The Link Between Self-Judgment and Depression

Check out this great blog post about ways to overcome self-judgment….

Courtesy of: http://www.chandpsych.com/2016/10/12/the-link-between-self-judgment-and-depression-and-how-you-can-break-it/

The Link Between Self-Judgment and Depression and How You Can Break It

How you think about yourself, how you talk to yourself, and how you evaluate yourself matters. You know that.
But something in you still drives your mean-spirited commentary.
“How could you do something so stupid.”

“Obviously you’re not the right person for this job.”
“Of course someone like you will always be alone.”
That voice in your head–your voice–is unrelenting. You’re your own bully, filled with self-judgment and condemnation. And what happens when you’ve thoroughly run yourself down for that last decision, thought, or idea? You just feel overwhelmingly sad and worthless.
Because if you’re prone to self-judgment, then you’re probably prone to depression too. Feeling like you just can’t do anything right naturally gives birth to a sense of worthlessness and hopelessness.
So, how do you feel better when you can’t escape your own malignant monologue?
To stop the pain you keep inflicting on your yourself, you’ve got to break that unhealthy, inner reaction. It’s time to give yourself a good talking to. Come up with a plan to break up with that cold inner critic. Dissolve ties with depression and move forward freer and lighter.

Sounds good, right? Except that if you could do all that on your own, it’d be done.
Unfortunately, a harsh inner voice is so insidious because no one else can hear it. The resulting depression is so destructive because it’s invisible. It slowly isolates you from your joy, your loved ones, and negatively impacts your self-esteem.
To make a change, you need help, tools, and a game plan. Let’s look at how you can break the link between self-judgement and depression and learn to treat yourself with more self-compassion and tolerance.
Always start with awareness.
Pay attention to the times you really lay into yourself. Are you in emotional pain? Trying to protect yourself from pain? Acknowledge your depression, call it what it is and accept that both the way you deal with yourself and your emotions requires intervention.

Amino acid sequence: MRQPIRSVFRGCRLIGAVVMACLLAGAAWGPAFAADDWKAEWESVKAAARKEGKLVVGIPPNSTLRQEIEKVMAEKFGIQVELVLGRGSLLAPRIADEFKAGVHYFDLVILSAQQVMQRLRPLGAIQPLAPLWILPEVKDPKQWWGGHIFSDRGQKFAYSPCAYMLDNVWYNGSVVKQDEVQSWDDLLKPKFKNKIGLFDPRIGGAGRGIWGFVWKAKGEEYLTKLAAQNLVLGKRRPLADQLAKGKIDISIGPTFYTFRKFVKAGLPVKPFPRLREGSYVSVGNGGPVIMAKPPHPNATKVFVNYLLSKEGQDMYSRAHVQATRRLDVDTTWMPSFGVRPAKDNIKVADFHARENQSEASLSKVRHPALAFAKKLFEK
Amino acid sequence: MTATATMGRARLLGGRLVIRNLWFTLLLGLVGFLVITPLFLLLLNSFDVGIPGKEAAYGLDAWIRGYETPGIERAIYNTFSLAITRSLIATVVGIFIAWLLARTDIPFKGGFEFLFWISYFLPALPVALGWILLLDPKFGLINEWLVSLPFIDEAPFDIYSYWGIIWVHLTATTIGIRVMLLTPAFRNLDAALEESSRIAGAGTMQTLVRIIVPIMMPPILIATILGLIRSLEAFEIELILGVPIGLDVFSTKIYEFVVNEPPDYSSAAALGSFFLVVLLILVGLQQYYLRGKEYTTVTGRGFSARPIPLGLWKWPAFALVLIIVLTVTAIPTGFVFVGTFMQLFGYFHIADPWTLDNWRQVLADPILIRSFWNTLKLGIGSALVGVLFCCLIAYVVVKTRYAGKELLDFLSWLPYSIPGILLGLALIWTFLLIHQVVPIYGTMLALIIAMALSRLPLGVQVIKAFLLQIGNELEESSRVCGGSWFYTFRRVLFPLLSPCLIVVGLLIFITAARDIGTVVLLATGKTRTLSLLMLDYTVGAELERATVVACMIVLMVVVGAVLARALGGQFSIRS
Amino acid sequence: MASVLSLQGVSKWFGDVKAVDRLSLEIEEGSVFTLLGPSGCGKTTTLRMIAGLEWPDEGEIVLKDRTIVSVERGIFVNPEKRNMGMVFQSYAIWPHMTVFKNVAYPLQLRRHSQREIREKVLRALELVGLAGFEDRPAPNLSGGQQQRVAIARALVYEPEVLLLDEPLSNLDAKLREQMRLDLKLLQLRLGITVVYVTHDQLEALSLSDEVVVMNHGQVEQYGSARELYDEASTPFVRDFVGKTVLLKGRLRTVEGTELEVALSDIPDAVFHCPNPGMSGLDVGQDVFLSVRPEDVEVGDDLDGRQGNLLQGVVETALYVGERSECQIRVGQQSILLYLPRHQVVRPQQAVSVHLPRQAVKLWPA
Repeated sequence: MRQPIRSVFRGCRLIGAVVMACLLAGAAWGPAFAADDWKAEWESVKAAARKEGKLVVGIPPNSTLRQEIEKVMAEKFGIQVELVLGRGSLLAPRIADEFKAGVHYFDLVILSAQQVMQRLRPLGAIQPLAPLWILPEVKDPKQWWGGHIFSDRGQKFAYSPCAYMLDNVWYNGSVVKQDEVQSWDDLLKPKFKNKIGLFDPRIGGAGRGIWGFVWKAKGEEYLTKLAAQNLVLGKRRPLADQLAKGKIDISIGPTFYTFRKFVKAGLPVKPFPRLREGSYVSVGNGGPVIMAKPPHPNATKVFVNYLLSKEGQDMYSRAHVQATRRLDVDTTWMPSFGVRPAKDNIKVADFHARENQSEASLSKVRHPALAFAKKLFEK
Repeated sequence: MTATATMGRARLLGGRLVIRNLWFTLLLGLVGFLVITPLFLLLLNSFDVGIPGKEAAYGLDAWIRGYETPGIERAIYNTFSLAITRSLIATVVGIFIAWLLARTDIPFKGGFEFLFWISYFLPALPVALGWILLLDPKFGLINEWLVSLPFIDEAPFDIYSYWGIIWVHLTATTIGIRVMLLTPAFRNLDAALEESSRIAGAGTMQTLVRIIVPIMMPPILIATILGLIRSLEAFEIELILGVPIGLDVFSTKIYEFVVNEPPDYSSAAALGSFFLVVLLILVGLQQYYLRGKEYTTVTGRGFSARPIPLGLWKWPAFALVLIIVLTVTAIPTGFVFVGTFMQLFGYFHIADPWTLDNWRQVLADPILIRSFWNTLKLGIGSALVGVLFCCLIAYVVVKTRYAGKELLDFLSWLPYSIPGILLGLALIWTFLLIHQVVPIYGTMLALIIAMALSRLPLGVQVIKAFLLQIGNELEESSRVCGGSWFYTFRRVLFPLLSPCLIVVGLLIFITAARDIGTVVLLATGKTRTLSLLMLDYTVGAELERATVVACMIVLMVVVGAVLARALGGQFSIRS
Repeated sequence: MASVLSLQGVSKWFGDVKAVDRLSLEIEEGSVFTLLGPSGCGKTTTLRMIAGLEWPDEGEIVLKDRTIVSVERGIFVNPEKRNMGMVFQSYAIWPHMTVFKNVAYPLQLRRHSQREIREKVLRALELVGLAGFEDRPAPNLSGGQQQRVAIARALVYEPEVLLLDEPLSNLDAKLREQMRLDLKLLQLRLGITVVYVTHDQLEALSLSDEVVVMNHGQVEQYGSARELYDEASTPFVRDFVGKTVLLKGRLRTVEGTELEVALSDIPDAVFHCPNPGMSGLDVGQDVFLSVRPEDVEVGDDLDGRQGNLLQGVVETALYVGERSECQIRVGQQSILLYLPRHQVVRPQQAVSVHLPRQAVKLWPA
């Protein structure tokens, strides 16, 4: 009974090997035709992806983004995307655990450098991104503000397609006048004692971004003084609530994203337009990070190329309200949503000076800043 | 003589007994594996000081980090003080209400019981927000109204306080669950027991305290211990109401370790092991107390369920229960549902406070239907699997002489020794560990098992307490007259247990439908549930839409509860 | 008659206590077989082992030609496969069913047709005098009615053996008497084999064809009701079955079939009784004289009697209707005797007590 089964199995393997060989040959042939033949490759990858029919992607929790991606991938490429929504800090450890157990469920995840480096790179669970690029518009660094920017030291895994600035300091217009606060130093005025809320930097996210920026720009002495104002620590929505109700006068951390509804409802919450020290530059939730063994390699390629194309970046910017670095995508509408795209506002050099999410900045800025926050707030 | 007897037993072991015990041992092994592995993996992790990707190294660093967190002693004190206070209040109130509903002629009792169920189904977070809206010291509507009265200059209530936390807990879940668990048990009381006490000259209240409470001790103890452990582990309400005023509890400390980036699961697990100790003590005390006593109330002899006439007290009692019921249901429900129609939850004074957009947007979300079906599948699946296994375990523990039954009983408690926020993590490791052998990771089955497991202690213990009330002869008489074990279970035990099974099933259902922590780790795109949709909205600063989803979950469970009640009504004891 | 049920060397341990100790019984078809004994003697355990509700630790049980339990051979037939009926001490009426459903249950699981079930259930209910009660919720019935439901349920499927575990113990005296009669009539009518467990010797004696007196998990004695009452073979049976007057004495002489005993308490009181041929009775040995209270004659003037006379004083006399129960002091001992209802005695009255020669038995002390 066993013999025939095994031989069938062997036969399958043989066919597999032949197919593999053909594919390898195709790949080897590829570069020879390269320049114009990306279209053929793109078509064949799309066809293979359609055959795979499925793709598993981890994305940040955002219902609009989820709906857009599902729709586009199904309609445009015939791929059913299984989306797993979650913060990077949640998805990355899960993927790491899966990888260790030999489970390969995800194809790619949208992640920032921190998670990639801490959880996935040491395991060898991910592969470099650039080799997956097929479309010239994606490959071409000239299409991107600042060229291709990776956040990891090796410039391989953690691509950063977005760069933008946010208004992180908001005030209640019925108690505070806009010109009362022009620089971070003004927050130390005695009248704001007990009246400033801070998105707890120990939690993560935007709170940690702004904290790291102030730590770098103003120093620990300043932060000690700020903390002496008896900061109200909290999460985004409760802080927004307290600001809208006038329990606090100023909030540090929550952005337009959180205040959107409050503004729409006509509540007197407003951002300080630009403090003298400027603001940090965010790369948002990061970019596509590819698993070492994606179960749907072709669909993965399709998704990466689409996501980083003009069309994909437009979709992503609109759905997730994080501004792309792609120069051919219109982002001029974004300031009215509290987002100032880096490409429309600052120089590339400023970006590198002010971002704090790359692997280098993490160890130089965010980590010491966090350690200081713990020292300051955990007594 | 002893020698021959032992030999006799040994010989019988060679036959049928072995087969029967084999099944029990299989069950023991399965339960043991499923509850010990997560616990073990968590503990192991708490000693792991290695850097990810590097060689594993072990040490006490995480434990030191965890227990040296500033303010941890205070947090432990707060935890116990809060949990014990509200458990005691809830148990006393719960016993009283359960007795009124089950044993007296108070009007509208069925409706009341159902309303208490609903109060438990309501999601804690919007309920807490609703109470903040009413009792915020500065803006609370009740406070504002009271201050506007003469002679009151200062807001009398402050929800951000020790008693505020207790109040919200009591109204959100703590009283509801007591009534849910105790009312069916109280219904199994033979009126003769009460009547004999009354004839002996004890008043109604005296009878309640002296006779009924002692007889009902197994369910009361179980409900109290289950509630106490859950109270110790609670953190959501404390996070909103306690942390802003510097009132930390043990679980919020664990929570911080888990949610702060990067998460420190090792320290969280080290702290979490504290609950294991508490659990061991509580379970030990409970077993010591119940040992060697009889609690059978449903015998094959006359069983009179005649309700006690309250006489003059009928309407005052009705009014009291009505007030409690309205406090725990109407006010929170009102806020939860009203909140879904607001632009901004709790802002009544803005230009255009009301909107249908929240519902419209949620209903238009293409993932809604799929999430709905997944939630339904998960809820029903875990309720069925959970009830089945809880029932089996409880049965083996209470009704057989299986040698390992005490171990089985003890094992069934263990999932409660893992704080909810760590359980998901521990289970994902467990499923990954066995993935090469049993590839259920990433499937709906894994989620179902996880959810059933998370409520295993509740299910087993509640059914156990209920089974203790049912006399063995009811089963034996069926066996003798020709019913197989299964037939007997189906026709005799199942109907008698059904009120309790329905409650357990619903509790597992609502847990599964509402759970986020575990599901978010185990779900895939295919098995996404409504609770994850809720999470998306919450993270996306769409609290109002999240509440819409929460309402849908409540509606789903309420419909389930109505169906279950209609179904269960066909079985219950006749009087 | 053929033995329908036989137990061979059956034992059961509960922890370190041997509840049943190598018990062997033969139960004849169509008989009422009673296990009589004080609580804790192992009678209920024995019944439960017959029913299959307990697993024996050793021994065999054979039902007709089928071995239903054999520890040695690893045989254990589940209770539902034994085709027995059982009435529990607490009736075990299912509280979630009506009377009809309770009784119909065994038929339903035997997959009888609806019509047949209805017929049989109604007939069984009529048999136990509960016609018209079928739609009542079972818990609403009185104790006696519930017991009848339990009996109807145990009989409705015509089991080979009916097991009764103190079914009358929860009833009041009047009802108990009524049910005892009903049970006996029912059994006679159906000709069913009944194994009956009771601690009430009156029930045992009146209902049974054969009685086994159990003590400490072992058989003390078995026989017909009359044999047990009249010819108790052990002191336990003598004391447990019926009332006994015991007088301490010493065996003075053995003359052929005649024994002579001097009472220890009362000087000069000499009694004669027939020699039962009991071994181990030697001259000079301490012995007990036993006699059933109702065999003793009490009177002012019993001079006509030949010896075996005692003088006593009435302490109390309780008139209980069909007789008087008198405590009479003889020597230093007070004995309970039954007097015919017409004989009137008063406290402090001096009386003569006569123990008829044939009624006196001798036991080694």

Learn to be more curious and less critical.
It’s time to get to the bottom of your self-inflicted cruelty. Ask some questions. Allow your therapist to walk you through the “hows” and “whys” of your self-perception. When did you start feeling so inadequate? Is that your perception, or is your inner critic repeating sentiments shared with you by others early in life? A therapist or support group are good places to get to know yourself better and arrive at some clarity.
Be patient and productive.
Negative self-judgements get in your way. They keep you from your best life, stuck and cornered by depression. But as counterproductive as self-judgment can be, so too is pushing yourself to change the thought patterns of a lifetime in too short a time.
Allow yourself the time to change and gift yourself with the guidance of a therapist to help you heal. It will take work to uncover, recognize, and manage ineffective thinking patterns and unhelpful thoughts. Depression does not simply go away.
Working with support will help you see your depression clearly. It is more than malaise, anger, or that sick, hopeless feeling. A productive plan for therapy and treatment shines a light on how connected your self-judgment and depression really are. From there, recovery is possible.
Reframe your thoughts and retrain your brain.
To change your mind will require new mental tools. A therapist trained in cognitive behavioral therapy (CBT) can help you recognize how the ways you think and speak about yourself feeds the isolating, self-defeating behavior that drives the depressive cycle in your life. The National Institute of Mental Health (NIMH) notes that CBT is an effective treatment for depression. With CBT, you can find new ways to think about yourself and transform the inactivity of depression into more useful, purposeful action.
Learn, too, about mindfulness meditation and techniques.
You can learn to notice your thoughts without any further judgement and let them go. Awareness of when you run yourself down can be observed, released, and simply considered opportunities to change a bad habit. No more or less.
As you know, self-judgement inspires very little. It doesn’t motivate you or elevate you. Quite the opposite. It depresses you. It keeps life very small and scary.
You don’t have to make yourself miserable anymore. Reach out to a therapist who will listen to your critical mind and help you change it… for good.